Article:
9. The wise answered, saying: Lest perhaps there be not enough for us and for you, go ye rather to them that sell, and buy for yourselves.

This answer of the wise virgins does not imply a lack of charity; they only wished to express their inability to supply what God alone can give.

St John Chrysostom: But the wise answered, saying, “Not so, lest there be not enough for us and you;” hence we learn that none of us shall be able in that day to stand forth as patron [marg. note:  of those who are betrayed by their own works, not because he will not, but because he cannot].~Quoted in Aquinas’ Catena Aurea.

Again, St John Chrysostom: Let us not then, in order that for a single moment (for such is this present life) we may live luxuriously, draw on ourselves punishment through endless ages: but let us toil for a moment, that we may be crowned for ever. See ye not that even in worldly things most men act in this manner: and choose a brief toil in order to a long rest, even though the opposite falls out unto them? For in this life indeed there is an equal portion of toils and reward; yea, often, on the contrary, the toil is endless whilst the fruit is little, or not even a little; but in the case of the kingdom conversely, the labor is little whilst the pleasure is great and boundless. For consider: the husbandman wearieth himself the whole year through, and at the very end of his hope of times misses of the fruit of those many toils. The shipmaster again and the soldier, until extreme old age, are occupied with wars and labors; and oftentimes hath each of them departed, the one with the loss of his wealthy cargoes, the other, along with victory, of life itself. What excuse then shall we have, tell me, if in worldly matters indeed we prefer what is laborious in order that we may rest for a little, or not a little even; (for the hope of this is uncertain;) but in spiritual things do the converse of this and draw upon ourselves unutterable punishment for a little sloth? Wherefore I beseech you all, though late, yet still at length to recover from this frenzy. For none shall deliver us in that day; neither brother, nor father, nor child, nor friend, nor neighbor, nor any other: but if our works play us false, all will be over and we must needs perish. How many lamentations did that rich man make, and besought the Patriarch and begged that Lazarus might be sent! But hear what Abraham said unto him: “There is a gulf betwixt us and you, so that they who wish to go forth cannot pass thither.” (Lc 16, 26) How many petitions did those virgins make to their fellows for a little oil! But hear what they also say; “Peradventure there will not be enough for you and for us;” (Mt 25, 9) and none was able to bring them in to the bridal chamber.~Taken from his Ninth Homily on Second Corinthians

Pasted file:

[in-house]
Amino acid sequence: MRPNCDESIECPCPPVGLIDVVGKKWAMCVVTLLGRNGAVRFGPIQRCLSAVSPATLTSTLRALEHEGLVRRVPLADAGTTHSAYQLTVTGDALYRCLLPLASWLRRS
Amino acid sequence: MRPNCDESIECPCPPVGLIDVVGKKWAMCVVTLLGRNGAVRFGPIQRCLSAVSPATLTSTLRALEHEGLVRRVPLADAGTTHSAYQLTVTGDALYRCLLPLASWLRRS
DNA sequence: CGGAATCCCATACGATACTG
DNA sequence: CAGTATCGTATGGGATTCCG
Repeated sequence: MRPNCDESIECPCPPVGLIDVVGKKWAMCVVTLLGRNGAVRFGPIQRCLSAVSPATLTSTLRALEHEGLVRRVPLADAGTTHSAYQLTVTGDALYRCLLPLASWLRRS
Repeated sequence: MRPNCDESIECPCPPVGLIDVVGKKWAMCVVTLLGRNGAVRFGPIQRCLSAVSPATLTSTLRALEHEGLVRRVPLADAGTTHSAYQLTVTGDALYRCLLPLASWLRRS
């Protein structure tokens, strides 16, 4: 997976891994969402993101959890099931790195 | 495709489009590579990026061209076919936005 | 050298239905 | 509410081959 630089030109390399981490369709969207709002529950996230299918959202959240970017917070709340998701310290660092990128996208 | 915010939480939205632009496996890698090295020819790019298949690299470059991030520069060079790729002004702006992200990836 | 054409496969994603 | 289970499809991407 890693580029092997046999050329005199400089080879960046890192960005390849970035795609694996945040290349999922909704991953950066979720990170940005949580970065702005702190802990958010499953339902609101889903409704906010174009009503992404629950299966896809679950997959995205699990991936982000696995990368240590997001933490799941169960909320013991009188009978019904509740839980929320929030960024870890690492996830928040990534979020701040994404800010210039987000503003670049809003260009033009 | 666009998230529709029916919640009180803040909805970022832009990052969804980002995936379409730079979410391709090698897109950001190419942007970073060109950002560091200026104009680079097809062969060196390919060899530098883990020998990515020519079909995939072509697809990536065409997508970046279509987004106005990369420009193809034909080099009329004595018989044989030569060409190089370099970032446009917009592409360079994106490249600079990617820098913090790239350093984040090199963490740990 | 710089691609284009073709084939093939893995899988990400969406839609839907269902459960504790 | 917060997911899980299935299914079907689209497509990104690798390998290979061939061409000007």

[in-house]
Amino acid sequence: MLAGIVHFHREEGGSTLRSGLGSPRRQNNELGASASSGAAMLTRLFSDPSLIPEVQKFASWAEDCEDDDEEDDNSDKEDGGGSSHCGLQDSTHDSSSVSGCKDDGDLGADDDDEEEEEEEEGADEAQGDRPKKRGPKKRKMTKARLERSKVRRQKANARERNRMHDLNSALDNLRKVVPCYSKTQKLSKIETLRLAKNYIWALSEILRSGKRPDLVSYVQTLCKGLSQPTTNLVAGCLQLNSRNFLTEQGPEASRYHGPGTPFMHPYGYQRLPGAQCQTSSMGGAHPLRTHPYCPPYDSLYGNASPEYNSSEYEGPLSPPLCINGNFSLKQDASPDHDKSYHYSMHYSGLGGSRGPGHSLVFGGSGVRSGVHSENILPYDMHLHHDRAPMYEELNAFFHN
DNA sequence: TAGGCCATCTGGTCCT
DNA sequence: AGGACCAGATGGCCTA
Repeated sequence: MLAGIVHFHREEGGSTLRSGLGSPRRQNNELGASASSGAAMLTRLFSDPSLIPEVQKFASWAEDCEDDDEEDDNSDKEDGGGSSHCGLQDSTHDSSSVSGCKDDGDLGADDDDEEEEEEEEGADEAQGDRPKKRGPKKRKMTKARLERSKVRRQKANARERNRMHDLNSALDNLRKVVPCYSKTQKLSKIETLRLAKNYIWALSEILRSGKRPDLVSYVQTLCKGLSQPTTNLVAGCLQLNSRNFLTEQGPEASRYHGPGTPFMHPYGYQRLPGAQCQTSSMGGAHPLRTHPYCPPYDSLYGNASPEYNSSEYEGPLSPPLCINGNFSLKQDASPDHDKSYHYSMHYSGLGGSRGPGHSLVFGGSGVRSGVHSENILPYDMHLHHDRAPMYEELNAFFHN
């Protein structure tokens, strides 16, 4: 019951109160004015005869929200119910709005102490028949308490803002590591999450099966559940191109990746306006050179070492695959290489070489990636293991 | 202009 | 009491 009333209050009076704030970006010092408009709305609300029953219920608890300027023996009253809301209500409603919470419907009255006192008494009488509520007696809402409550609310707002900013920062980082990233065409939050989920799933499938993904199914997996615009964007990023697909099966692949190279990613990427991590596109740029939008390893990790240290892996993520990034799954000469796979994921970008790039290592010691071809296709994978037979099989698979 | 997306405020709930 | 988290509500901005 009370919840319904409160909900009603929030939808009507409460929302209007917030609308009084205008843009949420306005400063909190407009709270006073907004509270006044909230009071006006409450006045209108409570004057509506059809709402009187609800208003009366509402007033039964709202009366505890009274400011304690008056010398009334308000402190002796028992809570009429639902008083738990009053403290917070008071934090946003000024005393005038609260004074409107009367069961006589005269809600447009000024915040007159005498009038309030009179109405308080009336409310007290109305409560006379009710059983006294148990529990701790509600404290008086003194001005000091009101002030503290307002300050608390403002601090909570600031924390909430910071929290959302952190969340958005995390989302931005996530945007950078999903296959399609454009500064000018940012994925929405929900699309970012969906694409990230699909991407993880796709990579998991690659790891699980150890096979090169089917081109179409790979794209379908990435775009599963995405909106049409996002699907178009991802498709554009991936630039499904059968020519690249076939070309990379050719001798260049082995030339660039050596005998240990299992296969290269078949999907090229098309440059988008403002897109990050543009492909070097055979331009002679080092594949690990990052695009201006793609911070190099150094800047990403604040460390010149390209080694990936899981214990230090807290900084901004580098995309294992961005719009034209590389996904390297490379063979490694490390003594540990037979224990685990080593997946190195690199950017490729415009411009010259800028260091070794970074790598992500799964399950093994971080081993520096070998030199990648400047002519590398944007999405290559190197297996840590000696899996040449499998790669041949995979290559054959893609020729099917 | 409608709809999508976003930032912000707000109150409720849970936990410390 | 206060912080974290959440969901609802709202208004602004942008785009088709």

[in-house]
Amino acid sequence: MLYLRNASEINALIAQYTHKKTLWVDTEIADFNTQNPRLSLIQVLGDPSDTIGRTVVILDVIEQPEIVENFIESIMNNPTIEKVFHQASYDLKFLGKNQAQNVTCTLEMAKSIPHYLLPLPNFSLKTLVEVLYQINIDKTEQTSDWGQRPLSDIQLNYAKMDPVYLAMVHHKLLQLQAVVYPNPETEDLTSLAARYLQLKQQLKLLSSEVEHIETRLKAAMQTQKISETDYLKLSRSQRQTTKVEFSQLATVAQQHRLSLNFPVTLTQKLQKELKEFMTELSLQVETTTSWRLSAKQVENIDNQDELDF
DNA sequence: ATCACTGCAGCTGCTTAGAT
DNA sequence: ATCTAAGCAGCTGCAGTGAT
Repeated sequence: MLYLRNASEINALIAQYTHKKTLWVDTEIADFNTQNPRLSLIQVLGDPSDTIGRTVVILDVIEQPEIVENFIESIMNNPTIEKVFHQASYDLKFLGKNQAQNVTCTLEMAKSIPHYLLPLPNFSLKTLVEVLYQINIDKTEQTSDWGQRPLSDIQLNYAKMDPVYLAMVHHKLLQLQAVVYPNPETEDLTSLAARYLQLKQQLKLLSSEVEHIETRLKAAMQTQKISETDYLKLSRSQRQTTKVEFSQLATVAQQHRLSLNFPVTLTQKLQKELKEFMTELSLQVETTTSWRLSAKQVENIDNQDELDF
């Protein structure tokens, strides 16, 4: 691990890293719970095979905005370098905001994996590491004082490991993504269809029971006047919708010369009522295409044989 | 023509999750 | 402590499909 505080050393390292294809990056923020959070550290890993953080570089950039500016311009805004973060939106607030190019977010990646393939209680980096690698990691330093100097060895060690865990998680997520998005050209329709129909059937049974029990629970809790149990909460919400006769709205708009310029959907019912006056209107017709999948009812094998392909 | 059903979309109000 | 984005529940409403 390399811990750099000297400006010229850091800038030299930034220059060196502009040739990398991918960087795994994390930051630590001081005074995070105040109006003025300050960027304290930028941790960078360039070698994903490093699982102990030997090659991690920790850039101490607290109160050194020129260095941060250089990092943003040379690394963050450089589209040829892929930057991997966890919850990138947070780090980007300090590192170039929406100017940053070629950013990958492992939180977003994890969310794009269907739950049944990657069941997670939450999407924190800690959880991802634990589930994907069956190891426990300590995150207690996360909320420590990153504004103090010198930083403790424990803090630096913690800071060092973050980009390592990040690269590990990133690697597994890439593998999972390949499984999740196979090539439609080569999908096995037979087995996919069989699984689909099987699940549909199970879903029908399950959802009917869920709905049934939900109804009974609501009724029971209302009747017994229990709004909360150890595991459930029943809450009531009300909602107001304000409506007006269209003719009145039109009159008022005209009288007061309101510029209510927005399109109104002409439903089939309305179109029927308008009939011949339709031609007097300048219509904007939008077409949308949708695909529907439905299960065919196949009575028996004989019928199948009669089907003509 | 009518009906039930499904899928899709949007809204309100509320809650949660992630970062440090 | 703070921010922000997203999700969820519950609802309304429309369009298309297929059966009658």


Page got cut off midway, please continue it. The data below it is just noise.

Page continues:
St Jerome: For these wise virgins do not answer thus out of covetousness, but out of fear. Wherefore, each man shall receive the recompense of his own works, and the virtues of one cannot atone for the vices of another in the day of judgment. The wise admonish them not to go to meet the bridegroom without oil, “Go ye rather to them that sell, and buy for yourselves.”~Quoted in Aquinas’ Catena Aurea.

10. Now whilst they went to buy, the bridegroom came: and they that were ready, went in with him to the marriage, and the door was shut.

Went in with him to the marriage, which represents the reception of the Elect into the abode of the Blessed.

St Jerome: After the day of judgment, there is no more opportunity for good works, or for righteousness, and therefore it follows, “And the door was shut.”~Quoted in Aquinas’ Catena Aurea.

11. But at last came also the other virgins, saying: Lord, Lord, open to us.
12. But he answering said : Amen I say to you, I know you not.

Lord, Lord, open to us. Not that they had obtained oil, or enriched meanwhile their faith by works; they wished only to entreat for mercy. The Judge answers them (verse 12) that it is too late, the time for work and merit is over forever.

St Hilary: Yet though the season of repentance is now past, the foolish virgins come and beg that entrance may be granted to them.~Quoted in Aquinas’ Catena Aurea.